While I travel to the other side of the planet to speak at a conference, please enjoy this guest blog entry from Rebecca “Becca” Ramspott. I adore working with and learning from her on the social media front. Frostburg State is lucky to claim her as their own! Please follow her: @beccaramspott
Creative-Commons-licensed photo by DonkeyHotey.
If you work in communications for higher education, chances are you’ve experienced something that’s the mental equivalent of whiplash from all the changes that have happened over the past 10 years, particularly the explosive growth of all things digital. Facebook rolling out everything from Timeline to editable comments to subscriptions for journalists. Presidents and professors suddenly teaching and sharing ideas on Twitter. The relentless evolution of all things mobile.
In addition to these developments, we’ve also got different generations all crowded together in the higher ed workplace: Baby Boomers who are disappointed their retirement got wiped out by the recession, 30-somethings who are up to their ears in debt and hungry for advancement, endlessly energetic, collaborative Millennials equally eager for professional development. It’s a weird mix in which tensions sometimes get high and morale can get low, especially if turf wars ensue as we cling to what we know, and brace ourselves for the new communication developments hitting us at lightning speed.
But there is a strategy that can help us persevere, a way we can continue growing our colleges and universities, preserve the autonomy of our hard-working senior employees and hold onto our best young professionals: intergenerational mentorship. As Gloria Steinem once said, “We need to remember across generations that there is as much to learn as there is to teach.”
Here are some ideas for how we can all ride out these waves of change together in ways that ensure we’re continuing to have meaningful conversations about our colleges and universities online and in-person:
- Be open to learning up as well as down the generational food chain. If you don’t understand some new area of communications that may be relevant to what your university is trying to accomplish, be open to scheduling a learning opportunity to become more familiar with it. Keep it informal and easygoing, like a lunch where someone gives everyone a crash course on how to install Instagram, or how to use shortcuts on iPads. And don’t just limit it to people in your immediate area, either. Making it a regular practice to talk to, say, college and high students about digital communications and online communities they’re interested in to see where things might be headed. And it goes both ways … younger professionals may need guidance on email etiquette or how to keep the personal separate from the professional on their individual social media sites. We’re all learning together.
- Give younger professionals opportunities to be creative, grow their skills and be recognized. Make room in your budgets to send younger colleagues who are helping develop new communication initiatives to conferences. When they build a particularly successful project and bring it to fruition, take the time to acknowledge it. Regular feedback is key, particularly the positive kind. Otherwise they won’t feel challenged or valued and jump ship. And it goes without saying that this must happen alongside the recognition and support of more senior staff members, of course.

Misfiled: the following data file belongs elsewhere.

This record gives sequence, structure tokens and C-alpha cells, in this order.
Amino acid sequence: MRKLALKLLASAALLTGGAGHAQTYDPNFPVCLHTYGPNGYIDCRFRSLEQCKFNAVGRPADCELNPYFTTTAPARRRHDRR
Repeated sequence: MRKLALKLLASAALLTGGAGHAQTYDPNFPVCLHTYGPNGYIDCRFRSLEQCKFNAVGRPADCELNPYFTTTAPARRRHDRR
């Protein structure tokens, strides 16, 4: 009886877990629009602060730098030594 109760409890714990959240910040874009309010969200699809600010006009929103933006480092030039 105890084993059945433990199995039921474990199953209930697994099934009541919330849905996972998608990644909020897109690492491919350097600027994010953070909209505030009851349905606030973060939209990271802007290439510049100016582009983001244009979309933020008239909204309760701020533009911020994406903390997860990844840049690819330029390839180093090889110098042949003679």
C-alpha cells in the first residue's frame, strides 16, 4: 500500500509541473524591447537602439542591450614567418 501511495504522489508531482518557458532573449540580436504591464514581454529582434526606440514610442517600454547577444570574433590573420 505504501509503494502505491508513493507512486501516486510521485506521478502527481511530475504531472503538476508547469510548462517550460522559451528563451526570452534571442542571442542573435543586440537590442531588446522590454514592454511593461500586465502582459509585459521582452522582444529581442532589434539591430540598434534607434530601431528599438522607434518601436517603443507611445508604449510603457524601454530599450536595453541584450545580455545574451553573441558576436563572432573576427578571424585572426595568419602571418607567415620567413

- Change is the only constant in digital communications and being flexible and nimble is key to evolving your communications strategy. The visual immediacy of mobile devices and photo- and video-editing apps make it so that more and more people can be good storytellers for our institutions. Fast, fun and off-the-cuff videos and in-the-moment snapshots crowdsourced from students, alumni and other constituents are increasingly supplementing polished, more time-intensive efforts we’ve traditionally produced ourselves. It’s helpful to reassure our staff that their talents are valued and necessary for many meaningful projects, but that they may not need to micromanage every visual digital message out there. For example, it might be smarter to put together a Facebook cover photo album for your constituents (something relatively fast, easy and sharable) than it would be for communications staff to painstakingly create customized landing pages for Facebook communities. Every time we invest in some Facebook feature, we have to remember that feature may become irrelevant in a few months, a few days, even, as Facebook switches up its strategy for users.
- Structure your communications team so it makes the best use of individuals’ greatest strengths. It can be very intimidating for a senior media relations person when all of a sudden higher education reporters are pitching queries for sources on Twitter and Facebook, and that person may not have the time or interest to master the informative chatter those social media demand. That’s when it might be a good idea to reassign some of these tasks to another individual who has a better grasp on these digital communities. Has your college of university designated a social-media-savvy staff member—or better yet, a team of campus-wide representatives from key areas where communications matter—to spearhead your school’s social media initiatives? If not, definitely make that happen ASAP!
What are you doing to support and celebrate the talent and hard work of people of all ages at your institution and stay current with digital communications? I’d love to learn and hear from you … share your thoughts in the comments below.